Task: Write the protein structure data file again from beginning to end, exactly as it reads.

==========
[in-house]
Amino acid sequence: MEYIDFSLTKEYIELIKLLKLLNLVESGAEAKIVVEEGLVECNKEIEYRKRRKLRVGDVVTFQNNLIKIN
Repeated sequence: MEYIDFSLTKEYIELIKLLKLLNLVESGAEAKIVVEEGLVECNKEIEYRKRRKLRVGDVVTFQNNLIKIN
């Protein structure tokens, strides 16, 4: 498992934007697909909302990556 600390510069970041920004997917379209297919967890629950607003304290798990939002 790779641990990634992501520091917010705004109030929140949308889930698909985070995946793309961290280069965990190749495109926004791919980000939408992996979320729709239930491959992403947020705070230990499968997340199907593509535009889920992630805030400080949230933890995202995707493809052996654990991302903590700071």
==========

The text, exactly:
[in-house]
Amino acid sequence: MEYIDFSLTKEYIELIKLLKLLNLVESGAEAKIVVEEGLVECNKEIEYRKRRKLRVGDVVTFQNNLIKIN
Repeated sequence: MEYIDFSLTKEYIELIKLLKLLNLVESGAEAKIVVEEGLVECNKEIEYRKRRKLRVGDVVTFQNNLIKIN
């Protein structure tokens, strides 16, 4: 498992934007697909909302990556 600390510069970041920004997917379209297919967890629950607003304290798990939002 790779641990990634992501520091917010705004109030929140949308889930698909985070995946793309961290280069965990190749495109926004791919980000939408992996979320729709239930491959992403947020705070230990499968997340199907593509535009889920992630805030400080949230933890995202995707493809052996654990991302903590700071």